History Jokes

Funny History Jokes

Will and Guy are convinced that humor, laughter, and jokes have been with us since the beginning of human life on Earth, and we would like to share some jokes with you that have a historical background.

Funny Historical Facts, Jokes, Trivia and Fun

duck word cartoon

Aristotle felt that laughter was a distinctive trait of humanity and one that distinguished humans from animals.

Harty Tarty

Did you know that the eighth Duke of Devonshire, known to his friends as “Harty Tarty”, was told off by Queen Victoria for picking his nose at dinner?  A poor shot, he once killed a pheasant and his gun-dog and wounded two bystanders [one of whom was his chef] with a single cartridge.

Cunning Balduf

Baldulf, the medieval soothsayer, prophesied to the king that his favorite mistress would soon die.  Sure enough, the woman died a short time later. The king was outraged at the soothsayer, certain that his prophecy had brought about the woman’s death.  He summoned Baldulf and commanded him, ‘Tell me when you will die!’

Baldulf realized that the king was planning to execute him straightaway, no matter what answer he gave.  ‘I do not know when I will die,’ he cleverly answered finally.  ‘I only know that whenever I do die, you will die two days later.’

Guy’s Favourite History Funny

A busload of tourists arrives at Runnymede*. They gather around Robin, the guide, who explains, ‘This is the spot where the Barons forced King John to sign the Magna Carta.’

A fellow at the front of the group asks, ‘When did that happen?’

‘1215,’ answers Robin the guide.

The man looks at his watch and says, ‘Gee, hey everybody – we just missed it by a half hour.’

Footnote: *The Runnymede meadows are on the banks of the river Thames, in the county of Berkshire, England. Fortunately, the land is now owned and preserved by the National Trust.

Another True Story of an American Tourist

Mary Pembarthy, a guide at Windsor Castle, told Will and Guy this allegedly true story about what she heard last month when ‘on duty’.

Mary was struggling to make herself heard over the roar of low-flying aircraft coming into land at nearby London Heathrow Airport, one of the busiest in the world.

She was interrupted by an elderly American tourist who demanded what was wrong with the town planners, and why had they built the Royal Castle so close to the airport.

The Ministry Of Mirth – A Government Agency
Funny Historical Jokes

You may be further amused to learn that in 1953 Australia created the Ministry of Mirth as part of their government structure. Their role was to find humor in the changes brought about by the government and present that information to the public in an amusing and acceptable way.

We have managed to find an old photo of the Ministry of Mirth at work.  Don’t they look happy?

Short, True, Funny Story from 19th Century London

Robert Devonshire, a middle-aged Londoner from Hackney, was faced with a difficult decision when choosing between two lovely ladies, Anna and Mary, both willing to join him in matrimony.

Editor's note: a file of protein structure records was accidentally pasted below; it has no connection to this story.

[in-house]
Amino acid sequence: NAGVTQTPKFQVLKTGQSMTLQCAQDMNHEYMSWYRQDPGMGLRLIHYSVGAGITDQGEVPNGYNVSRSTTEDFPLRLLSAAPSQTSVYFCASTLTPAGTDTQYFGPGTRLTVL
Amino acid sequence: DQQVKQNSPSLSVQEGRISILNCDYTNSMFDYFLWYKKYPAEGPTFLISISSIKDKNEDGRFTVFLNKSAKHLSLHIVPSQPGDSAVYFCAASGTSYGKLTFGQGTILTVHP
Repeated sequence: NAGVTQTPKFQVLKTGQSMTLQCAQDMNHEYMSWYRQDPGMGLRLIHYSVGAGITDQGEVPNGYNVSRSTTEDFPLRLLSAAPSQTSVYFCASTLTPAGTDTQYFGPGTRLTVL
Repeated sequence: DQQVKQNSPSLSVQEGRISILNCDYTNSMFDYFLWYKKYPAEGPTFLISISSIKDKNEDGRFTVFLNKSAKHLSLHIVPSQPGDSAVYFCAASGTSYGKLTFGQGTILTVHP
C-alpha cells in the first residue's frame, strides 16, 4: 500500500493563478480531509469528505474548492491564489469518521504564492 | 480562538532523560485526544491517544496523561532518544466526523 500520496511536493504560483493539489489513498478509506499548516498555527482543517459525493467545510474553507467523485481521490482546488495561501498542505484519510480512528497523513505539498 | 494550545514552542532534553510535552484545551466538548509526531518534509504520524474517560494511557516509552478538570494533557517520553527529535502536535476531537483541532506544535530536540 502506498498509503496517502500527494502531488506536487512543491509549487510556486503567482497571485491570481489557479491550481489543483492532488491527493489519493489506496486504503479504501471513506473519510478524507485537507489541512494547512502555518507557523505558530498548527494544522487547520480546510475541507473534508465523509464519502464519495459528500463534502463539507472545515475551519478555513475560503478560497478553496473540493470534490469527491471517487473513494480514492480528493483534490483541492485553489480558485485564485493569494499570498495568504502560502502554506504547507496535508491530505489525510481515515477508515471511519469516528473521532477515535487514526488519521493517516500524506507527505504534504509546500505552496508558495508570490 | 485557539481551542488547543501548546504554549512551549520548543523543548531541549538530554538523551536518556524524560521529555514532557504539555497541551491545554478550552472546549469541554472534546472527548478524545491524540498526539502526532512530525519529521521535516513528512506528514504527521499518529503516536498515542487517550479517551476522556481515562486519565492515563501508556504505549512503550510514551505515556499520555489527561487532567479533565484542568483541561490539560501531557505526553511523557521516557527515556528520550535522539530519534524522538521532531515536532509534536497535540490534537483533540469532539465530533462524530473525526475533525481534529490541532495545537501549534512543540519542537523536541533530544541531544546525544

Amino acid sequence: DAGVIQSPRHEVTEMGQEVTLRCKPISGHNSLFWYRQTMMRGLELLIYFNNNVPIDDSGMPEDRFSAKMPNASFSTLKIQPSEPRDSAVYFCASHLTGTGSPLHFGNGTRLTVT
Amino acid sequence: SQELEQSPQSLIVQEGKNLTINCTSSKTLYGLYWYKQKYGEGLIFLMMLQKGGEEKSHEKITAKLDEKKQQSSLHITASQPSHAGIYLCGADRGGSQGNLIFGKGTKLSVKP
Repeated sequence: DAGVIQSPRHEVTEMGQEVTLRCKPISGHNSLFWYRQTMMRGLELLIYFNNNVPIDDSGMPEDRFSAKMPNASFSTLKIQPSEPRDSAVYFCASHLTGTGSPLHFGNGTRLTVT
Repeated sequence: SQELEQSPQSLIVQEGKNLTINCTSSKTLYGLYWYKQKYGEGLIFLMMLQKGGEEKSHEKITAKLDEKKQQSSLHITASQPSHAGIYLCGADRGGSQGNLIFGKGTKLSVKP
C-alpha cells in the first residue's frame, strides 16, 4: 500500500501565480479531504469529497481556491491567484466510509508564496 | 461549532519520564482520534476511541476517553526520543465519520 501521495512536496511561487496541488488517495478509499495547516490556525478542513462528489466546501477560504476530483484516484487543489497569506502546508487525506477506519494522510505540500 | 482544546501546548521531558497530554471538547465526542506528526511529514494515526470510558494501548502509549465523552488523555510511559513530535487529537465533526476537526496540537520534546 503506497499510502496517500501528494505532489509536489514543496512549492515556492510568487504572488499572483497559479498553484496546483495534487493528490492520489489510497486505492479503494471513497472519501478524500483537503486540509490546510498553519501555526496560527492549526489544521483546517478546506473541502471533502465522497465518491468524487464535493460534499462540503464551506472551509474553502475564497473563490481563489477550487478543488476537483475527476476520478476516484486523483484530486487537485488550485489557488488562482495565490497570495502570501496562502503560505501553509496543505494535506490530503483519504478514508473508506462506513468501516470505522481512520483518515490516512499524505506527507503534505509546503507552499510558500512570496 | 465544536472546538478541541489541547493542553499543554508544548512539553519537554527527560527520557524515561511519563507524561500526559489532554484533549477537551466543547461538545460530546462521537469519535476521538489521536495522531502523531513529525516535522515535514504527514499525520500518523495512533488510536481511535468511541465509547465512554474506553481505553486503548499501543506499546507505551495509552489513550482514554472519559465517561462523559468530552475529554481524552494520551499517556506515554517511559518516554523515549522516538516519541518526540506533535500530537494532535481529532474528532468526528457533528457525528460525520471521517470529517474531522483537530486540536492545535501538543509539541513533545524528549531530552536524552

Although not particularly a religious man, Robert Devonshire found his way into St Martin’s church and, kneeling down to pray, he asked God for advice on whether he should have Anna or Maria for his wife.

When Mr Devonshire got up he was most pleased to see that the Almighty had put the answer right before his eyes: ‘Ave Maria.’

He left the church a delighted man.

A Witty and Funny Old Joke from a History Lesson in the USA

History cartoon

In an American history discussion group, Professor Langer was trying to explain how society’s ideal of beauty changes with time. ‘For example, he said, ‘take the 1921 Miss America. She stood five feet, one-inch tall, weighed 108 pounds, and had measurements of 30-25-32. How do you think she’d do in today’s version of the contest?’

The class fell silent for a moment. Then Freddie piped up, ‘Not very well.’ ‘Why is that?’ asked Professor Langer. ‘For one thing,’ Freddie added, ‘She’d be way too old.’

Five Hilarious, Short, and Funny History Exam Answers by Children

  1. The sun never set on the British Empire because the British Empire is in the East and the sun sets in the West. Queen Victoria was the longest queen. She sat on a thorn for 63 years. Her reclining years and finally the end of her life were exemplary of a great personality. Her death was the final event that ended her reign.
  2. During the Renaissance America began. Christopher Columbus was a great navigator who discovered America while cursing about the Atlantic. His ships were called the Nina, the Pinta, and the Santa Fe.  Later the Pilgrims crossed the Ocean, and that was called the Pilgrim’s Progress. When they landed at Plymouth Rock, they were greeted by Indians, who came down the hill rolling their hoops before them. The Indian squabs carried their cabooses, which proved very fatal to them. The winter of 1620 was a hard one for the setters. Many people died and many babies were born. Captain John Smith was responsible for all this.